Sandi was/is a benefits manager for Freescale Semiconductor, Inc. in Austin. Previously she was Director of Wellness and work/life programs for Motorola and health and fitness coordinator for Microelectronics and Computer Technology Corp. She was also health and fitness program coordinator, director of nursing, critical care instructor, and director of the cardiac rehab and pulmonary education center for St. David’s Community Hospital. She was awarded Texas Nurse of the Year and held a Chair position for the Seton Cove board of directors. She received her MS from UT Austin in Nursing.
Success has a lot to do with being true to your life’s purpose, vision, and goals. Often, that means running counter to what our culture’s definition of success is, because so often in our society, success is defined by your material worth or the initials behind your name. Making money is important on a certain level, but what’s really important is to know your heart, to find your passion. Shakespeare wrote, “To thine own self be true.” Like so many things in life, it seems so simple, but there’s probably nothing harder to do.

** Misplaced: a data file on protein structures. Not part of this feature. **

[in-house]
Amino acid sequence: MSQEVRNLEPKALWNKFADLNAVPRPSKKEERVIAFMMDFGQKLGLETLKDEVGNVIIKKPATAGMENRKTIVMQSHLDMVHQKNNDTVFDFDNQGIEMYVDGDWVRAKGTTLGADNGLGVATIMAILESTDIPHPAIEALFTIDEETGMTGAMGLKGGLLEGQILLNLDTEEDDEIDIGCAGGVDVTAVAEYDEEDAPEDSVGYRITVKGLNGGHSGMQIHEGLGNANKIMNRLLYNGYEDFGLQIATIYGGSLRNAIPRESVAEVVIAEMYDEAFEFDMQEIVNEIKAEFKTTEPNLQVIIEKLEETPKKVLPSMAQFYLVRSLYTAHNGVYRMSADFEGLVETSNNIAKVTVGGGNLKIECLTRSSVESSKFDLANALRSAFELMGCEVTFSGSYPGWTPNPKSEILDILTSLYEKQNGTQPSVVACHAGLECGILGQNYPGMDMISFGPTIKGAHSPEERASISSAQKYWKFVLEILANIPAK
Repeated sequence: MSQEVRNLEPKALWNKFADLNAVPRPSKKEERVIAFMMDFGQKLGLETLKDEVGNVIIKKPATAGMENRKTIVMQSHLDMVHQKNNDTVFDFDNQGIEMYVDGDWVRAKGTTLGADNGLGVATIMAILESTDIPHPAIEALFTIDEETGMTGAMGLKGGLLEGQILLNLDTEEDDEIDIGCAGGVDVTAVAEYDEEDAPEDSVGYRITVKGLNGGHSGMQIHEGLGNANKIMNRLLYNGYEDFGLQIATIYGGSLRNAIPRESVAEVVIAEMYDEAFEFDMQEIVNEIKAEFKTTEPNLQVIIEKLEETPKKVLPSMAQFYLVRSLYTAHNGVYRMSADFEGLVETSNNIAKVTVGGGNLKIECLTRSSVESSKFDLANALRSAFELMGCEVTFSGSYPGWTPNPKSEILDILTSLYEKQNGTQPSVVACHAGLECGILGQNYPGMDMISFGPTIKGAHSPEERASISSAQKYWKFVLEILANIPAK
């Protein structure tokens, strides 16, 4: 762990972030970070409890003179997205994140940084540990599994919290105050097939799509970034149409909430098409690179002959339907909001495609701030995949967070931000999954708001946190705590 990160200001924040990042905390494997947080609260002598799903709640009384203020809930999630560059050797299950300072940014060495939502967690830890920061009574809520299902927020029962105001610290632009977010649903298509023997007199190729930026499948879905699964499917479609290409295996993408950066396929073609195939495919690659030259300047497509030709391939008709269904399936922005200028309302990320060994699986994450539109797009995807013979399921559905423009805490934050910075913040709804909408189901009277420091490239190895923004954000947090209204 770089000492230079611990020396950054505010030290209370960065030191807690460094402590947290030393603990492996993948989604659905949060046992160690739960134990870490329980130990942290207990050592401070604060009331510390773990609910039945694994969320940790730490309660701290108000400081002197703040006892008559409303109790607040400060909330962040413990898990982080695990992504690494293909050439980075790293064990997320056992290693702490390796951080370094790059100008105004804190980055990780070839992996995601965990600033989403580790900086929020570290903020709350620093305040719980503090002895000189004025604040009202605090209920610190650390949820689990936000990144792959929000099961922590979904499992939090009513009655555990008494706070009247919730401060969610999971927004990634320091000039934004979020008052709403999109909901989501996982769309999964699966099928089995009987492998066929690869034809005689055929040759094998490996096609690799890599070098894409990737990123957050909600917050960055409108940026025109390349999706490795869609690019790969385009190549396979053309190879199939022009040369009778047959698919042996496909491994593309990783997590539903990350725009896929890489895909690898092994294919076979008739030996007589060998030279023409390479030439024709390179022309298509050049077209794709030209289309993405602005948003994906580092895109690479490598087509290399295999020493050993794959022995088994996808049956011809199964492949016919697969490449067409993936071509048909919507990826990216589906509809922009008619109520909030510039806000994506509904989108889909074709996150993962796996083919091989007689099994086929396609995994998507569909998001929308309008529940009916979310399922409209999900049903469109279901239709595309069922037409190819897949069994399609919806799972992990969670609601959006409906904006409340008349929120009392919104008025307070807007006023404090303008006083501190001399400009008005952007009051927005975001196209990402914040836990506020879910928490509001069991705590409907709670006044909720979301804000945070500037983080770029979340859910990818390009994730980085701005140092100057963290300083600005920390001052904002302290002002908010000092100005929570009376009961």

She goes on to say:
Finding that alignment between your head and your heart, while at the same time not getting caught up in external pressures, is critical.
Oh, if everyone could be true to themselves, what a world this would be. But as Sandi noted it is so hard to do because being true to ourselves doesn’t always go over well with other people in our lives. Aligning head and heart is something I struggle with as do many others because what your heart/passion wants you to do in your career and life doesn’t always mesh up with what is practical given life’s responsibilities and other people’s expectations.
I’m working on trying to mesh some of my passion/heart’s desires with life’s practicalities. Today I scheduled a make-up voice lesson with my voice instructor, Gene Raymond, who I really enjoy working with, and brought the kids with me. I’ve brought them to a lesson once before. I bring them coloring books and they color without fussing at all. I think they think it is funny to hear mommy sing scales and do vocal exercises. Some of the vocal exercises are quite funny. 🙂
A few of the songs I’m working on right now are Killing Me Softly With His Song (Roberta Flack), Play Me (Neil Diamond – changing the ‘she’s’ to ‘he’s’), and The Rose (Bette Midler). I have the opportunity to take a lesson with a teacher at a level higher than Gene in this particular style of coaching called Speech Level Singing in a couple of weeks. This teacher has sung with Bette Midler and trained several American Idol singers. I’m looking forward to it and hoping I don’t choke!
| Filed under: music
, success story
| Tags: gene raymond
, sandi aitken
, speech level singing
, The Alcalde
, voice lessons
| 1 Comment »